Department of Juvenile Justice announces closing of several facilities
Brent Henzi,

Several Department of Juvenile Justice facilities, including the infamous Marianna School for Boys, are slated to close
due to budget constraints this summer. The move will result in the loss of 1,229 positions, 729 of which are currently
filled.

An email from DJJ Secretary Wansley Walters delivered to employees Thursday morning shows most closures,
including the Marianna school, will take place by June 30. She notes that the department will begin implementing a
transition plan in June, and will help laid-off employees find other work.

"Change is often difficult, but we can make it easier to deal with by remaining focused on the present," Walters wrote
to DJJ employees. "We can't remake the past or control the future, but we can try to do our best with the time and
opportunities we have right now. Such an attitude can help us cope with this period of change and transition."

The following facilities will close by June 30: the North Florida Youth Development Center (also known as the
Marianna School for Boys and Arthur G. Dozier School for Boys), the Hillsborough Juvenile Detention Center (East) in
Tampa, the Osceola Juvenile Detention Center in Kissimmee, and the Seminole Juvenile Detention Center in Sanford.

All of DJJ's facilities in DeSoto County will also close sometime during the summer, but not by June 30. Those facilities
include the DeSoto Dual Diagnosed Correctional Facility, the DeSoto Juvenile Correctional Facility, and the Peace
River Youth Academy.

The infamous Marianna School for Boys will finally shut its doors after more than a hundred years of reported abuse
scandals.

The St. Petersburg Times first reported that the school will close. Outside pressure to close the school in response to
reported abuse has been mounting since the school was founded in 1900.

C.J. Drake, DJJ communications director, said recent budget reductions to residential spending by $41 million dollars
initiated the closure, as well as the department's change in philosophy to funding so-called "front end" projects, such
as prevention and intervention programs.

"The more we can invest on the front end and keep [juveniles] out of the system, the better off they and the
community will be," said Drake.

One of the most notable reports of abuse from the school came in 2008, when five former students claimed they had
been brutally beaten inside a school building called the White House. The five men reported being beaten during the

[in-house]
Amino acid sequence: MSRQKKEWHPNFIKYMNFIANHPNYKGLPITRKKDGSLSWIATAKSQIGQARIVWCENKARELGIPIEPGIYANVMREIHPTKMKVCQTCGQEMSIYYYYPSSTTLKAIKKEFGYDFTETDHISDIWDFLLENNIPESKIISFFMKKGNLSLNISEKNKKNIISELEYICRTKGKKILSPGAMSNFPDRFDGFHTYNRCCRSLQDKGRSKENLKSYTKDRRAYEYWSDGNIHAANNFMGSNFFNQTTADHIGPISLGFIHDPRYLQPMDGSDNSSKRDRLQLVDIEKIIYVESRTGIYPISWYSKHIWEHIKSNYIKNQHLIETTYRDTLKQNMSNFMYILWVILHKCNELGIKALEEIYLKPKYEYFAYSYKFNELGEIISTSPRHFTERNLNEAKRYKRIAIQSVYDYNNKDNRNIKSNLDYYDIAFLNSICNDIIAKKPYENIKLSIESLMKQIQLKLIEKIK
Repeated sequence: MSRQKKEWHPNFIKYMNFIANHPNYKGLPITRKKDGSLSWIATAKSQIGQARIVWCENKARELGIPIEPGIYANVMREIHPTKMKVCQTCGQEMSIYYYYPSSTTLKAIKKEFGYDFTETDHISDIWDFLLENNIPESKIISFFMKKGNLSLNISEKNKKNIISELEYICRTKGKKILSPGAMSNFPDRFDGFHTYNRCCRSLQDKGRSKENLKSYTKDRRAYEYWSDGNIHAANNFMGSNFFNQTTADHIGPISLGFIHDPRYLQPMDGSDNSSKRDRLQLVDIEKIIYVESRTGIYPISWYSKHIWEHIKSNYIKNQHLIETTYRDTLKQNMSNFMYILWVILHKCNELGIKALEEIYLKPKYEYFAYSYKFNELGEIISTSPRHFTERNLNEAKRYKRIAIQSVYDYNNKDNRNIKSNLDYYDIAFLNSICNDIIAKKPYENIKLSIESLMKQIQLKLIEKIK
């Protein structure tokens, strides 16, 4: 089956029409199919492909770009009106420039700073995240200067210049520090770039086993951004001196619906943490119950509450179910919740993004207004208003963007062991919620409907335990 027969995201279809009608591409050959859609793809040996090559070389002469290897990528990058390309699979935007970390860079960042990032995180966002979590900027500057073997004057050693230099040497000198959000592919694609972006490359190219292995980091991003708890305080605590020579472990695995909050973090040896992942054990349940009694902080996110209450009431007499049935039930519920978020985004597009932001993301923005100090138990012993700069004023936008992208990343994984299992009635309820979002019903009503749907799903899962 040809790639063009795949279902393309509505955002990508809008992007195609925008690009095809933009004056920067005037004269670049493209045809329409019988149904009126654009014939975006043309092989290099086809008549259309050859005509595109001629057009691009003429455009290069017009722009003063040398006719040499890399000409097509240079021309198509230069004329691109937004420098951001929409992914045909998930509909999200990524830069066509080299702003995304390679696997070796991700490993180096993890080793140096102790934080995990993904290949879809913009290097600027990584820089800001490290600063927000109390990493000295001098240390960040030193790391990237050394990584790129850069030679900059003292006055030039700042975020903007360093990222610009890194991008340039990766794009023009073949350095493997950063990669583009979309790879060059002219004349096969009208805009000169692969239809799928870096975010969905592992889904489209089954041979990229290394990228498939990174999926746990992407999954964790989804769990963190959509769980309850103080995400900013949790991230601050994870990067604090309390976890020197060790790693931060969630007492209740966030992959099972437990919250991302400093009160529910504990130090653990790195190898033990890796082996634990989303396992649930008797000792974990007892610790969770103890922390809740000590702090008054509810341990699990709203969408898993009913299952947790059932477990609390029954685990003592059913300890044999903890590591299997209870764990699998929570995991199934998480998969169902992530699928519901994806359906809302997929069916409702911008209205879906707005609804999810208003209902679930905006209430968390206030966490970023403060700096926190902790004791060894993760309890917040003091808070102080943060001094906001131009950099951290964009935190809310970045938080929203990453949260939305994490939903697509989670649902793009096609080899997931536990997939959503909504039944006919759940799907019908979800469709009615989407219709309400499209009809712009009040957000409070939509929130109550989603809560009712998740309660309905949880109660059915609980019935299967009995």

1950's and 60's in the building, which led to numerous additional similar reports to surface.

"Wow, it's great to see that show of horrors shut down," Robert Straley, one of the five original students who first
reported the beatings, told the newspaper. "It started out wrong from the beginning. It was the worst thing the state of
Florida ever did, and to think that they let this go on so long is just unbelievable."

Walters noted in her email to employees that the department is currently working with other state agencies to find a
new purpose for the building. The closure of the facility will result in the loss of 185 jobs. Drake said the department
will help them find new employment opportunities between now and closing day.

Sen. Bill Montford, D-Tallahassee, noted his frustration with the closure of the facility, as well as the reduction of
employees at the Florida State Hospital in Chattahoochee. He said he will open a satellite office in Marianna to assist
in helping laid-off workers.

"At a time when the state is trying to create jobs and stimulate the economy, I cannot understand why the decision
was made to cut these jobs, devastate these families and their communities," Montford said in a statement.

The news of the reductions in DJJ comes on the same day that Gov. Rick Scott announced even more cuts in the
state budget. Walters notes that DJJ's funding has been reduced by $67 million, an 11 percent reduction, but that
reforming residential priorities "should lead to improved long-term outcomes for the youth we serve."

"Doing more with less is a common challenge faced by all employers in this difficult economy," Walters wrote. "Please
know that I am committed to implementing these changes -- especially their effect on staff -- with efficiency, sensitivity
and without compromising our mission. Employees are DJJ's most important resource."